Because you also have a fixed repayment period – usually 10 or 15 years – you know exactly what your monthly payment will be when you take out your loan.

A mortgage loan may be a better choice than a HELOC if you know that you need a predetermined amount for a specific purpose, such as a home improvement project or paying off a high interest rate. That’s because you typically get a lower, flat rate than you’d pay on a HELOC.

When using a mortgage loan to pay off a higher interest debt, keep in mind that you can stretch your payments over a longer period of time, negating some or all of the savings you receive by lowering your rate .

For example, if you pay off a five-year car loan with a 10 or 15-year equity loan, you will pay two or three times the monthly payments. They will be much smaller, but it will take you longer to pay off the principal on your loan. Make sure to compare the total redemption costs of both options.

Pros and Cons of Home Loans

Benefits

  • Fixed interest
  • Monthly payment, term and total repayment costs are fixed

Cons

  • A mortgage loan is a second mortgage, so the interest rates can be higher than your first mortgage

How to Calculate Your Home Equity

How much you can borrow with a HELOC or mortgage loan depends on how much of your home you actually own and how much of your equity your lender lets you tap into.

To calculate the equity in your home, subtract your current mortgage balance from the market value of your home.

Suppose your home was recently appraised at $ 300,000. If you only owe $ 200,000 on your mortgage, you have $ 100,000 in equity.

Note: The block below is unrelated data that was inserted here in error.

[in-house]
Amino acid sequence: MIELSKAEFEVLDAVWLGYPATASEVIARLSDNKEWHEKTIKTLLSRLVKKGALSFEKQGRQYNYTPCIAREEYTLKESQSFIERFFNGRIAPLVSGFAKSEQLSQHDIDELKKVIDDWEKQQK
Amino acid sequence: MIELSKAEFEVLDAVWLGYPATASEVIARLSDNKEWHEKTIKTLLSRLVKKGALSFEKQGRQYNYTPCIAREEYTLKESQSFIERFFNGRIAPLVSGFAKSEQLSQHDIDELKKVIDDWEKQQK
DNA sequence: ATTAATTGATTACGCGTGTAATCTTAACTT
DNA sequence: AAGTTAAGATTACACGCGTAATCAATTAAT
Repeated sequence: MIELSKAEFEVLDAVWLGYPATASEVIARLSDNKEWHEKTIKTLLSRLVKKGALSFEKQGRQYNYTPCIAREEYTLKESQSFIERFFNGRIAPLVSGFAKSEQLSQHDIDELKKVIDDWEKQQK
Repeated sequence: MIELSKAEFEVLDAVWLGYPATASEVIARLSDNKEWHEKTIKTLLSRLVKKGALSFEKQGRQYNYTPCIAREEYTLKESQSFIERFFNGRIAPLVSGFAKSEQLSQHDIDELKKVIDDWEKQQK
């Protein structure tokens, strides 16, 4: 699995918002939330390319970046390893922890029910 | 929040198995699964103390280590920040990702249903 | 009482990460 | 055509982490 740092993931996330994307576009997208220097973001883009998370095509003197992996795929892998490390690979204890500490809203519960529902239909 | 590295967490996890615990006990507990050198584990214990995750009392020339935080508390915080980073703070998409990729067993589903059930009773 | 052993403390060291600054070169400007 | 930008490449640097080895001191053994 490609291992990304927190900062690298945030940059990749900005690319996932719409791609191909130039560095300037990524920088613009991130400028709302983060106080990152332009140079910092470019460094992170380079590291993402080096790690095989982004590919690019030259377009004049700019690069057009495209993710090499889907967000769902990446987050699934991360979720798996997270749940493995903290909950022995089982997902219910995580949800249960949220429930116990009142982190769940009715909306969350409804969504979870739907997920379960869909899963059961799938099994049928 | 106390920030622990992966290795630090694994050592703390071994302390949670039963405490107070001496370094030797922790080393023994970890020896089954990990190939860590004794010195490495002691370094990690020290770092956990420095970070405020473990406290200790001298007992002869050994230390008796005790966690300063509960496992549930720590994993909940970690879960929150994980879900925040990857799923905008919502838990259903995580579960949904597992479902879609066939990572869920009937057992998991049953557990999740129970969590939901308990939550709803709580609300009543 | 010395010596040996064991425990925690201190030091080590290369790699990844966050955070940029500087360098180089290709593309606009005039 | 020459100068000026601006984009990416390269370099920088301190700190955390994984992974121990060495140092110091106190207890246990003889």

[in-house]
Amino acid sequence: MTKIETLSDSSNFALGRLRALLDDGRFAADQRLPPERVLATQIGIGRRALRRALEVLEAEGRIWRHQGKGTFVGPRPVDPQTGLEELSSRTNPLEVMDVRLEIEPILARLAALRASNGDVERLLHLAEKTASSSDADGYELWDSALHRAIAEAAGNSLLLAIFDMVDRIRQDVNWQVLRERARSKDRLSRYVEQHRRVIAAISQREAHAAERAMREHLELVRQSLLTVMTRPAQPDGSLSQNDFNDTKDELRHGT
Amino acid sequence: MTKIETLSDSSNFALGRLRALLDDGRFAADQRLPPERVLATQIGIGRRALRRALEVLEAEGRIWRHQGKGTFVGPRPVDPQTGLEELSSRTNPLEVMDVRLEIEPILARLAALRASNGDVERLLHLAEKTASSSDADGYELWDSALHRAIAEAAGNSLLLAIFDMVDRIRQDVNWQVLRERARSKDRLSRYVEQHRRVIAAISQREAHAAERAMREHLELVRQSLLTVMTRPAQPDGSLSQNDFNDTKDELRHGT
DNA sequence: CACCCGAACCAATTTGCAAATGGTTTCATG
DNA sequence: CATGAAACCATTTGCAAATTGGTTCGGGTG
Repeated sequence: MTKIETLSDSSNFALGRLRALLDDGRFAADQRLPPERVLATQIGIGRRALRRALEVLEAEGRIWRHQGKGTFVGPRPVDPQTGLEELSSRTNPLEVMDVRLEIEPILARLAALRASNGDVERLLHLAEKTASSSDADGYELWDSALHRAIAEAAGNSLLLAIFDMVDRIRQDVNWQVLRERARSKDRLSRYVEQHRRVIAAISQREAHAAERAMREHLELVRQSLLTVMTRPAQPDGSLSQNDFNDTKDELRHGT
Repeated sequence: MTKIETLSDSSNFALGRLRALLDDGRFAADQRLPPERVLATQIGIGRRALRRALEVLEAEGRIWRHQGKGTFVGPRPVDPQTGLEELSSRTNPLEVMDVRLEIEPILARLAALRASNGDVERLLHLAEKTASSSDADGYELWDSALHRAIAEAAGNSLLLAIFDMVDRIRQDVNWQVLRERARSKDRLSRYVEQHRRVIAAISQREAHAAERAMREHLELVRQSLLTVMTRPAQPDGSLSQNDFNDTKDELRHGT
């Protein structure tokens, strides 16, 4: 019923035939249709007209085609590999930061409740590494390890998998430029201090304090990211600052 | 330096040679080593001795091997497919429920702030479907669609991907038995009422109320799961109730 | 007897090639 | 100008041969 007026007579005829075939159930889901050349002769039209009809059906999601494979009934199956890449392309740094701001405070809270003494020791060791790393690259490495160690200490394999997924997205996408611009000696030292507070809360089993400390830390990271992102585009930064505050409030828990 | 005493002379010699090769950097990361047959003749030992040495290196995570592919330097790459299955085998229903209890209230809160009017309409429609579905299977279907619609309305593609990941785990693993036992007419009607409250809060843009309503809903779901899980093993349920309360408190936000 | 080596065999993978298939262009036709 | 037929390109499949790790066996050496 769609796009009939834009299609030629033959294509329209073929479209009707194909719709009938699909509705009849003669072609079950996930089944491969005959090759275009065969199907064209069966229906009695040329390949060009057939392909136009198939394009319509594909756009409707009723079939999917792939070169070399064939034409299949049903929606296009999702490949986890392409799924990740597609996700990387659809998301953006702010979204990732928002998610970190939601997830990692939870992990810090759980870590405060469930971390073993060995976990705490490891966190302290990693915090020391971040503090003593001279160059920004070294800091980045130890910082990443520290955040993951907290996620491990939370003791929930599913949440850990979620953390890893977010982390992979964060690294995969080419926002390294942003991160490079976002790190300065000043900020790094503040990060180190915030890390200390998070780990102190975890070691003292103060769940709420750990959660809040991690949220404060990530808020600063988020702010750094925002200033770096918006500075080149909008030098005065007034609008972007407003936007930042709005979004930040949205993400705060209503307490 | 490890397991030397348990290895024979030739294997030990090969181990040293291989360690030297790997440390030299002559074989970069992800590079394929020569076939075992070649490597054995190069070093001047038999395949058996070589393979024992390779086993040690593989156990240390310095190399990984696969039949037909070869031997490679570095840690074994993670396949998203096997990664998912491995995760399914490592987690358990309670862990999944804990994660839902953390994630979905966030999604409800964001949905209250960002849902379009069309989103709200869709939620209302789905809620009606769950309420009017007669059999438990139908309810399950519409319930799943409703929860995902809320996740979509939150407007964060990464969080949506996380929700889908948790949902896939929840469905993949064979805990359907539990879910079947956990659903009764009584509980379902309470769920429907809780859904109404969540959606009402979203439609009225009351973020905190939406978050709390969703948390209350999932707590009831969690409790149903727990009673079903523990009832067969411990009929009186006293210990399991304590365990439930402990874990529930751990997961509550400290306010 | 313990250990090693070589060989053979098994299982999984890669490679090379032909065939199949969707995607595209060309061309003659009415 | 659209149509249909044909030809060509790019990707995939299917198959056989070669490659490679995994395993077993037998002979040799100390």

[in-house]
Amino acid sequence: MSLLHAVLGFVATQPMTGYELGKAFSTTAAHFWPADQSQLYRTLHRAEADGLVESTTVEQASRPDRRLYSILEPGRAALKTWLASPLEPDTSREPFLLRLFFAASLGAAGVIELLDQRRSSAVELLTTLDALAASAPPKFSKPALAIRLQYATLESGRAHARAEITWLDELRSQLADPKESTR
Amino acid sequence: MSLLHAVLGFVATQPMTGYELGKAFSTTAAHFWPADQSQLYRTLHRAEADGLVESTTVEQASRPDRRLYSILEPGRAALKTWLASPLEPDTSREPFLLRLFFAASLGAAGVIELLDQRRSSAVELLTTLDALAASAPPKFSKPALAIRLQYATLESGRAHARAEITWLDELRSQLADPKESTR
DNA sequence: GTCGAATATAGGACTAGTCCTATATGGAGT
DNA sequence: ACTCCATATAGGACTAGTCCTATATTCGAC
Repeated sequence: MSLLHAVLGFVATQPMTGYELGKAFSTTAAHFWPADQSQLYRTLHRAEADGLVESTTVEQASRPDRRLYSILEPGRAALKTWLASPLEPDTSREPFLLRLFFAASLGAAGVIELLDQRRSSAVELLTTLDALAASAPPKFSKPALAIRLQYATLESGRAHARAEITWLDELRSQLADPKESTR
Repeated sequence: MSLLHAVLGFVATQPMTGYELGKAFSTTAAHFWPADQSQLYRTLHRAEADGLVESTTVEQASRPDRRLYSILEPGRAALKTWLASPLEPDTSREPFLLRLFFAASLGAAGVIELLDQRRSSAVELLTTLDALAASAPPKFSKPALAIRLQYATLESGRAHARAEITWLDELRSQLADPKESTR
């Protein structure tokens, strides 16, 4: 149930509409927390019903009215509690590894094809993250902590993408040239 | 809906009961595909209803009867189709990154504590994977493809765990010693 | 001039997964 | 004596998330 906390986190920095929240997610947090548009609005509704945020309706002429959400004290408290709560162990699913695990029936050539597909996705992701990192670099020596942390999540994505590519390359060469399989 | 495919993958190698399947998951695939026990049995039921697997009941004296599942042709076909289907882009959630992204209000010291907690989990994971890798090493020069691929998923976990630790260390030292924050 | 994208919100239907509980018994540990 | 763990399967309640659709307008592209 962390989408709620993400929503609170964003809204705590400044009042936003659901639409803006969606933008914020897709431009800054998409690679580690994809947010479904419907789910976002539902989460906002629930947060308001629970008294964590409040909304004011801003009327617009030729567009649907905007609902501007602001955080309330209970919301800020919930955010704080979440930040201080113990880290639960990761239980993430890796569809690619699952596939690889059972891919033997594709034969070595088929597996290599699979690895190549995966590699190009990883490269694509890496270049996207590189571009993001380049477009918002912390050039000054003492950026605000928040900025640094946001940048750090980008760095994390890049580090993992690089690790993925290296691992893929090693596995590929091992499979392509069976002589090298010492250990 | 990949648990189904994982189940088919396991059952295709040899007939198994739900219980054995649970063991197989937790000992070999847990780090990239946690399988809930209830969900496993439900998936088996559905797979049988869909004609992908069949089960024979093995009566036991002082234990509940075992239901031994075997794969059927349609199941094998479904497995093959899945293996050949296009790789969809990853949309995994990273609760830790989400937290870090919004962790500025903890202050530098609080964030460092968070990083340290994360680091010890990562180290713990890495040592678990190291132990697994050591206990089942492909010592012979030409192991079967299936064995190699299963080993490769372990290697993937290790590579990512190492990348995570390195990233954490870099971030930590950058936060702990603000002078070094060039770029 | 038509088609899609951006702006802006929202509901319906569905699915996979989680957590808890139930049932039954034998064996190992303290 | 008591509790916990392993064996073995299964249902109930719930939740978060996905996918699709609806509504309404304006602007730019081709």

It wouldn’t be a good idea to cash out all of your equity, and most lenders will require you to keep at least a 10% ownership interest in your home. To be on the safe side, many homeowners retain a 20% ownership stake. Think of the amount of equity that lenders will let you get out of your home as your “tappable equity.”

How to Calculate Your Tappable Equity

Lenders calculate your deductible equity by dividing your combined mortgage debt by the value of your home. The higher your combined loan-to-value (CLTV) ratio, the less equity you have in your home.

To calculate how much you can borrow against your home, multiply your home value by the lender’s maximum CLTV and then subtract your existing mortgage debt.

Example: 90% CLTV
Let’s say the lender’s maximum CLTV is 90%, and I feel comfortable borrowing up to that limit, which gives me a 10% ownership stake in my home.

If I multiply my home’s estimated value of $ 300,000 by 90%, that’s $ 270,000 – the maximum amount of combined mortgage debt that this particular lender will let me take out. If I already owe $ 200,000 on my first mortgage, that means I have to borrow another $ 70,000.

Example: 85% CLTV
Let’s look at a different, more conservative example. A lender is willing to let me borrow up to 85% of the value of my home, but I don’t feel comfortable having an ownership interest of less than 20%. So my own self-imposed CLTV is 80%.

By multiplying my home’s estimated value of $ 300,000 by 80%, I see that I have $ 240,000 in total mortgage loan. If I still owe $ 200,000 on my first mortgage, I could take out a second mortgage for $ 40,000 and still have a 20% ownership interest.

Cash-out refinancing is another option

Another way to tap into the equity in your home is to refinance your existing mortgage some money in the process.

With payout of mortgage refinancing, you do not need to take out a second mortgage. Instead, you pay off your existing mortgage with a new mortgage that is large enough to have money left over. You can then use that money for debt consolidation or keep it in the bank.

Since it is a first time mortgage, a payout refinance typically offers a lower interest rate than a home equity loan or a HELOC. But remember, the interest rate you qualify for applies to your entire mortgage balance, and not just the money you take out of your home.

Whichever method you use to tap into your equity, it’s a good idea to compare the rates and terms you qualify for with different lenders to avoid overpaying.

About the author

Matt Carter

Matt Carter is a credible student loan expert. Analysis pieces he contributed to have been featured by CNBC, CNN Money, USA Today, The New York Times, The Wall Street Journal and The Washington Post.